Biomimetic graphene for enhanced interaction with the external membrane of astrocytes
Journal article, 2018

Graphene and graphene substrates display huge potential as material interfaces for devices and biomedical tools targeting the modulation or recovery of brain functionality. However, to be considered reliable neural interfaces, graphene-derived substrates should properly interact with astrocytes, favoring their growth and avoiding adverse gliotic reactions. Indeed, astrocytes are the most abundant cells in the human brain and they have a crucial physiological role to maintain its homeostasis and modulate synaptic transmission. In this work, we describe a new strategy based on the chemical modification of graphene oxide (GO) with a synthetic phospholipid (PL) to improve interaction of GO with brain astroglial cells. The PL moieties were grafted on GO sheets through polymeric brushes obtained by atom-transfer radical-polymerization (ATRP) between acryloyl-modified PL and GO nanosheets modified with a bromide initiator. The adhesion of primary rat cortical astrocytes on GO-PL substrates increased by about three times with respect to that on glass substrates coated with standard adhesion agents (i.e. poly-d-lysine, PDL) as well as with respect to that on non-functionalized GO. Moreover, we show that astrocytes seeded on GO-PL did not display significant gliotic reactivity, indicating that the material interface did not cause a detrimental inflammatory reaction when interacting with astroglial cells. Our results indicate that the reported biomimetic approach could be applied to neural prosthesis to improve cell colonization and avoid glial scar formation in brain implants. Additionally, improved adhesion could be extremely relevant in devices targeting neural cell sensing/modulation of physiological activity.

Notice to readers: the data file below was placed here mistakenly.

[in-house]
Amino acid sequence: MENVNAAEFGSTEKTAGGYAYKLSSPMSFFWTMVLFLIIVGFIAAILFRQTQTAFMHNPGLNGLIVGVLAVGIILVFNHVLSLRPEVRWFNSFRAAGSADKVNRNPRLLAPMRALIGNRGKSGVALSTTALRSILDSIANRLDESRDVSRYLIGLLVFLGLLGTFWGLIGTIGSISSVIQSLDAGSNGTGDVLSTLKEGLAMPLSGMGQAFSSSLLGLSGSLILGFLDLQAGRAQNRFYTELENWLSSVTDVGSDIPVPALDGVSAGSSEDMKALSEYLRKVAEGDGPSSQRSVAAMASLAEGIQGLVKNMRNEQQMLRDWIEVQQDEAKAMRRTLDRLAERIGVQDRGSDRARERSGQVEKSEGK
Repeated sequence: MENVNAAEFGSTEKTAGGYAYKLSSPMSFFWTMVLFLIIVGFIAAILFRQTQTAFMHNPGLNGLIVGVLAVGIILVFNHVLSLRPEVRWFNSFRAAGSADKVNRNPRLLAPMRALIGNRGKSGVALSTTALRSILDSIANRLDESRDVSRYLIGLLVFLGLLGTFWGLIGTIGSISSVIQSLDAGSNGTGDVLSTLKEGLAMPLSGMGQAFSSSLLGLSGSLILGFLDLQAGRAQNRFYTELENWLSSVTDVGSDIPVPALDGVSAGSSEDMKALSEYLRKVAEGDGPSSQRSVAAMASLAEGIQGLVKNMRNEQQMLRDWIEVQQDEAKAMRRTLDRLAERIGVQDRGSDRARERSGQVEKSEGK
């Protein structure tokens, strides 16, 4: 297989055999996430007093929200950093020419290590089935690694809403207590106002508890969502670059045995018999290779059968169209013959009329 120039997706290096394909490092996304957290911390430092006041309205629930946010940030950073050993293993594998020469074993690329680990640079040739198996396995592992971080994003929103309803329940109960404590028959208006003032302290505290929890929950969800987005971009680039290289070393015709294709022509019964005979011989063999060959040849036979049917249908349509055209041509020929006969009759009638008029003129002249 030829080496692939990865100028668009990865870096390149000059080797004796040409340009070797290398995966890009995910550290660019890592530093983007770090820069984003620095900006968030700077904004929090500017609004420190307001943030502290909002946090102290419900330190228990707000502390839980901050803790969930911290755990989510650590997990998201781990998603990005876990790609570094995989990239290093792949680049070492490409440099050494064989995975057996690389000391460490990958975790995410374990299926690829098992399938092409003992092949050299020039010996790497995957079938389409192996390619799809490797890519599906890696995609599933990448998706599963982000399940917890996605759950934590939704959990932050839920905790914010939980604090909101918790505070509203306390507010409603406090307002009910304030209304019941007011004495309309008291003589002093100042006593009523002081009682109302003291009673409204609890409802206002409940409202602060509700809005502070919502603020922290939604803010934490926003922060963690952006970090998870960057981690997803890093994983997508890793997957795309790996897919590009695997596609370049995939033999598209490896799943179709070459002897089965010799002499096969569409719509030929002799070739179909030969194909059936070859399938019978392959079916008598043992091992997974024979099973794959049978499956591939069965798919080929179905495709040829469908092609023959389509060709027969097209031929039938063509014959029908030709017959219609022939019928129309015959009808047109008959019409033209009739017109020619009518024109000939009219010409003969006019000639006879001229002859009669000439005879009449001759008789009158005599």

Author

M. Durso

Institute for organic syntheses and photoreactivity (ISOF-CNR)

A. I. Borrachero-Conejo

Istituto Per Lo Studio Dei Materiali Nanostrutturati, Rome

C. Bettini

Institute for organic syntheses and photoreactivity (ISOF-CNR)

E. Treossi

Institute for organic syntheses and photoreactivity (ISOF-CNR)

A. Scidà

Institute for organic syntheses and photoreactivity (ISOF-CNR)

E. Saracino

Institute for organic syntheses and photoreactivity (ISOF-CNR)

M. Gazzano

Institute for organic syntheses and photoreactivity (ISOF-CNR)

Meganne Christian

Consiglo Nazionale Delle Richerche

V. Morandi

Consiglo Nazionale Delle Richerche

G. Tuci

Consiglo Nazionale Delle Richerche

G. Giambastiani

Consiglo Nazionale Delle Richerche

Kazan Federal University

L. Ottaviano

CNR - SuPerconducting and other INnovative materials and devices institute, L`Aquila

University of L'Aquila

F. Perrozzi

CNR - SuPerconducting and other INnovative materials and devices institute, L`Aquila

V. Benfenati

Institute for organic syntheses and photoreactivity (ISOF-CNR)

M. Melucci

Institute for organic syntheses and photoreactivity (ISOF-CNR)

Vincenzo Palermo

Institute for organic syntheses and photoreactivity (ISOF-CNR)

Chalmers, Industrial and Materials Science, Materials and manufacture

Journal of Materials Chemistry B

20507518 (ISSN) 2050750X (eISSN)

Vol. 6 33 5335-5342

Subject Categories

Materials Engineering

Neurosciences

Cell and Molecular Biology

Biomaterials Science

DOI

10.1039/c8tb01410h

More information

Latest update

9/18/2018